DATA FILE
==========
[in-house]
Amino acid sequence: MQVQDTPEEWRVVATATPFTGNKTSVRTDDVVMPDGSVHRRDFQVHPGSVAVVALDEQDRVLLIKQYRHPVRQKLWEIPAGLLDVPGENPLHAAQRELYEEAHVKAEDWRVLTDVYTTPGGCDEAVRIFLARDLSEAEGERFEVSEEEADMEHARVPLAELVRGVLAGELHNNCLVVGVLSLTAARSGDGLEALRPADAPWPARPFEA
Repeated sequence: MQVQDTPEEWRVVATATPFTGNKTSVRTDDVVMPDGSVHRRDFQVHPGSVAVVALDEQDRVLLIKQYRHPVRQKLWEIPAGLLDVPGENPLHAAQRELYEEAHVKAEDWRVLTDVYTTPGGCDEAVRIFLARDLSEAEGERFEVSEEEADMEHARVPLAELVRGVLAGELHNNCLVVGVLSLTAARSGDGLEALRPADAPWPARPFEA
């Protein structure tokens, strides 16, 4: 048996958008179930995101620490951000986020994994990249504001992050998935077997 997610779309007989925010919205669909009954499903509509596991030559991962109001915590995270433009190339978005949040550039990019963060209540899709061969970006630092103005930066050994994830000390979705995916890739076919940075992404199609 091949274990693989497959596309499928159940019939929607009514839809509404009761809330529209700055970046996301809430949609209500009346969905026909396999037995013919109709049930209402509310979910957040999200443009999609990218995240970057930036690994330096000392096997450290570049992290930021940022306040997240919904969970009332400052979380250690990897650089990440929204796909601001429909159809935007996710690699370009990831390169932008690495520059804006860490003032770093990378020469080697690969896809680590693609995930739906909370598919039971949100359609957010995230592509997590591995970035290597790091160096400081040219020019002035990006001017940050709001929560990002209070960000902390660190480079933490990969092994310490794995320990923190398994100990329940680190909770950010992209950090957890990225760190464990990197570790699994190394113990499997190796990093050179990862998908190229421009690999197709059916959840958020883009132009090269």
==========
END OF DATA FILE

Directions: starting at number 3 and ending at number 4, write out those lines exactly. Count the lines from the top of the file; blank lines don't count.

Repeated sequence: MQVQDTPEEWRVVATATPFTGNKTSVRTDDVVMPDGSVHRRDFQVHPGSVAVVALDEQDRVLLIKQYRHPVRQKLWEIPAGLLDVPGENPLHAAQRELYEEAHVKAEDWRVLTDVYTTPGGCDEAVRIFLARDLSEAEGERFEVSEEEADMEHARVPLAELVRGVLAGELHNNCLVVGVLSLTAARSGDGLEALRPADAPWPARPFEA
């Protein structure tokens, strides 16, 4: 048996958008179930995101620490951000986020994994990249504001992050998935077997 997610779309007989925010919205669909009954499903509509596991030559991962109001915590995270433009190339978005949040550039990019963060209540899709061969970006630092103005930066050994994830000390979705995916890739076919940075992404199609 091949274990693989497959596309499928159940019939929607009514839809509404009761809330529209700055970046996301809430949609209500009346969905026909396999037995013919109709049930209402509310979910957040999200443009999609990218995240970057930036690994330096000392096997450290570049992290930021940022306040997240919904969970009332400052979380250690990897650089990440929204796909601001429909159809935007996710690699370009990831390169932008690495520059804006860490003032770093990378020469080697690969896809680590693609995930739906909370598919039971949100359609957010995230592509997590591995970035290597790091160096400081040219020019002035990006001017940050709001929560990002209070960000902390660190480079933490990969092994310490794995320990923190398994100990329940680190909770950010992209950090957890990225760190464990990197570790699994190394113990499997190796990093050179990862998908190229421009690999197709059916959840958020883009132009090269």